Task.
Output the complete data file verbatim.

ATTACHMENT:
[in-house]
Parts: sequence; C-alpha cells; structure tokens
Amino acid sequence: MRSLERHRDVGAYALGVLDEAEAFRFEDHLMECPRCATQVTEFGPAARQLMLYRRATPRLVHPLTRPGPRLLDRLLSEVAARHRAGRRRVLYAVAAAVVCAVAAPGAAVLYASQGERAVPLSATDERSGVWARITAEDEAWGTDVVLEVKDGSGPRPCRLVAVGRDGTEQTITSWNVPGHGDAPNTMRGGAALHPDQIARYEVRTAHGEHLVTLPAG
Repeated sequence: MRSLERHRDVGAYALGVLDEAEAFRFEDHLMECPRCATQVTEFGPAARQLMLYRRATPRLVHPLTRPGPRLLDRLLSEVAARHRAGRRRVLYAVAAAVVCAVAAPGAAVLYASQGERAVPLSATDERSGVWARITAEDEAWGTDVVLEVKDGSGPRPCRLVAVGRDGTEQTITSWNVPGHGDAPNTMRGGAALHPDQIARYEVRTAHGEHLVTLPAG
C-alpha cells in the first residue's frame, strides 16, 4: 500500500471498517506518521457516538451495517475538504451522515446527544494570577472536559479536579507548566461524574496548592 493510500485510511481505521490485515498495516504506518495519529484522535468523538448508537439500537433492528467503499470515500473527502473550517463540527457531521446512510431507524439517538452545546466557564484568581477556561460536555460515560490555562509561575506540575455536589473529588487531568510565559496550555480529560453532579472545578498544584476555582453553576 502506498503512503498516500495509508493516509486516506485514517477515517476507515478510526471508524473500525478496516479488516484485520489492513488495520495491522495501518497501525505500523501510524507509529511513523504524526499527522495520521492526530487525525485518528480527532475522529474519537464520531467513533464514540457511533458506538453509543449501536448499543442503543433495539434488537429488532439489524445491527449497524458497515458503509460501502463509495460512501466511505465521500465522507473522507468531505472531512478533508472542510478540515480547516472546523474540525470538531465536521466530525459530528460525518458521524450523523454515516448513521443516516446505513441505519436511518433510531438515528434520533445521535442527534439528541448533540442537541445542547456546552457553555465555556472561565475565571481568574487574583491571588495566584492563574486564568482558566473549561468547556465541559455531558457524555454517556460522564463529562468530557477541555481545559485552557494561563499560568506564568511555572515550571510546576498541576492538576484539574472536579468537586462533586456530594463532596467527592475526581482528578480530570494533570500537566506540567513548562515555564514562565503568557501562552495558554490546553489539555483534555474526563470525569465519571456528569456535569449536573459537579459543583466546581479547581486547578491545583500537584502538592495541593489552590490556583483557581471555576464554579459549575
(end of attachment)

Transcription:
[in-house]
Parts: sequence; C-alpha cells; structure tokens
Amino acid sequence: MRSLERHRDVGAYALGVLDEAEAFRFEDHLMECPRCATQVTEFGPAARQLMLYRRATPRLVHPLTRPGPRLLDRLLSEVAARHRAGRRRVLYAVAAAVVCAVAAPGAAVLYASQGERAVPLSATDERSGVWARITAEDEAWGTDVVLEVKDGSGPRPCRLVAVGRDGTEQTITSWNVPGHGDAPNTMRGGAALHPDQIARYEVRTAHGEHLVTLPAG
Repeated sequence: MRSLERHRDVGAYALGVLDEAEAFRFEDHLMECPRCATQVTEFGPAARQLMLYRRATPRLVHPLTRPGPRLLDRLLSEVAARHRAGRRRVLYAVAAAVVCAVAAPGAAVLYASQGERAVPLSATDERSGVWARITAEDEAWGTDVVLEVKDGSGPRPCRLVAVGRDGTEQTITSWNVPGHGDAPNTMRGGAALHPDQIARYEVRTAHGEHLVTLPAG
C-alpha cells in the first residue's frame, strides 16, 4: 500500500471498517506518521457516538451495517475538504451522515446527544494570577472536559479536579507548566461524574496548592 493510500485510511481505521490485515498495516504506518495519529484522535468523538448508537439500537433492528467503499470515500473527502473550517463540527457531521446512510431507524439517538452545546466557564484568581477556561460536555460515560490555562509561575506540575455536589473529588487531568510565559496550555480529560453532579472545578498544584476555582453553576 502506498503512503498516500495509508493516509486516506485514517477515517476507515478510526471508524473500525478496516479488516484485520489492513488495520495491522495501518497501525505500523501510524507509529511513523504524526499527522495520521492526530487525525485518528480527532475522529474519537464520531467513533464514540457511533458506538453509543449501536448499543442503543433495539434488537429488532439489524445491527449497524458497515458503509460501502463509495460512501466511505465521500465522507473522507468531505472531512478533508472542510478540515480547516472546523474540525470538531465536521466530525459530528460525518458521524450523523454515516448513521443516516446505513441505519436511518433510531438515528434520533445521535442527534439528541448533540442537541445542547456546552457553555465555556472561565475565571481568574487574583491571588495566584492563574486564568482558566473549561468547556465541559455531558457524555454517556460522564463529562468530557477541555481545559485552557494561563499560568506564568511555572515550571510546576498541576492538576484539574472536579468537586462533586456530594463532596467527592475526581482528578480530570494533570500537566506540567513548562515555564514562565503568557501562552495558554490546553489539555483534555474526563470525569465519571456528569456535569449536573459537579459543583466546581479547581486547578491545583500537584502538592495541593489552590490556583483557581471555576464554579459549575